By Kelly Haugh
Pennsylvania Gov. Tom Corbett released his budget proposal March 8, and education funding was on the chopping block. The immediate reaction from the media and the public was outrage. University officials throughout the state were quick to cry foul and voice their concerns about increased tuition and the impact on students. While I believe there are better things to slice from the budget than education, like the bloated salaries of all the fat cat legislators, I think Corbett also has a point.
“This fiscal crisis is a time to rethink state spending on higher education,” he said during his budget address. “Despite state subsidies on higher education, tuition has continued to increase. If the intent was to keep tuition rates down, we failed.”
Every year we have to pay more for the privilege of receiving an education from one of Pennsylvania’s fine state schools, and don’t even try to pretend that’s only to make up for inflation and cost of living increases. So why is every state school suddenly acting like the sky is falling and a tuition hike is news? It’s because now universities will have a bad guy to blame when students and parents complain. They have basically been given a green light to jack up the price as high as they want, because now they have a fall guy.
The budget cuts provide their tuition increases with a thin veil of legitimacy to hide behind, just like the greedy gas companies who rake in record profits year after year while inflating prices every time there’s a hiccup in the Middle East. Yeah, I’m sure they’re just passing on their increased OPEC costs to the consumer, just like the universities will do with Corbett’s budget cuts. As Corbett pointed out to KDKA Radio, Penn State has received $3.5 billion in state funding since 2000 and, during that same time period, they’ve more than doubled tuition, illustrating once again the disconnect between tuition hikes and real world causes.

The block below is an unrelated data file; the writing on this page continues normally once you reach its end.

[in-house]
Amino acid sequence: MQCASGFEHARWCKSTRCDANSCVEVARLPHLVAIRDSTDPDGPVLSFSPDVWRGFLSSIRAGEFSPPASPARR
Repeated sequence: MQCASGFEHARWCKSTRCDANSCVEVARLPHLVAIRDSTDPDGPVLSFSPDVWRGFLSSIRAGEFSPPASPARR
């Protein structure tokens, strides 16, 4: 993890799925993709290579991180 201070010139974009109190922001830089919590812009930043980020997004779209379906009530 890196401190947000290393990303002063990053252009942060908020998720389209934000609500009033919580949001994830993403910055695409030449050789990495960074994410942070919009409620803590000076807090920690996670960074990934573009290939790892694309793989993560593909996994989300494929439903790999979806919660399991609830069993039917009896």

The truth is, Penn State’s state funding will be cut in half. However, according to the Pittsburgh Tribune-Review, state funding only makes up between 8 and 9 percent of the school’s total costs, so it’s really only losing around 4.5 percent of its funding. It doesn’t sound quite as devastating when put in that perspective, especially given the toilet the economy is in right now. Yet Penn State President Graham Spanier said the budget cuts might even force the school to close some campuses, according to a March 10 article in the Valley News Dispatch. That seems to be taking it a little far.
Consider, for a moment, that Nobel Prize-winning economist Milton Friedman once said that any budget can be cut by 10 percent. His actual solution to balancing a budget was to cut 10 percent across the board and let each individual department figure out how to deal with the reduced funds. Penn State’s proposed 4.5 percent loss is well within that 10 percent range, so one would think this group of “educated people” should be able to make this trimmed down budget work without killing their students.
Corbett asked virtually the same question on KDKA, wondering why the universities seemed intent on causing panic instead of looking for an effective solution. “Why would you put it on the backs … of the students and scare the students and the parents without saying, ‘Wait a second. That means we have to cut 4 percent – not 50 percent – 4 percent of our operating budget. Let’s go see if we can do that first before we start talking about tuition increases.’”
Corbett went on to further criticize Penn State’s board of directors, who will be holding their next board meeting in the heart of New York City at the luxurious Helmsley Hotel. It’s nice to know where all those tuition hikes have been going. Just once it’d be nice to see the bellyaching university elite trimming those bloated amenities that do nothing for the student instead of skyrocketing tuition so they can live it up on our dimes, but we all know that will never happen. The university’s position is clear, and Penn State students had better get ready to bend over.
[Editor’s note: This online version of the article contains corrections for errors made in the print version.]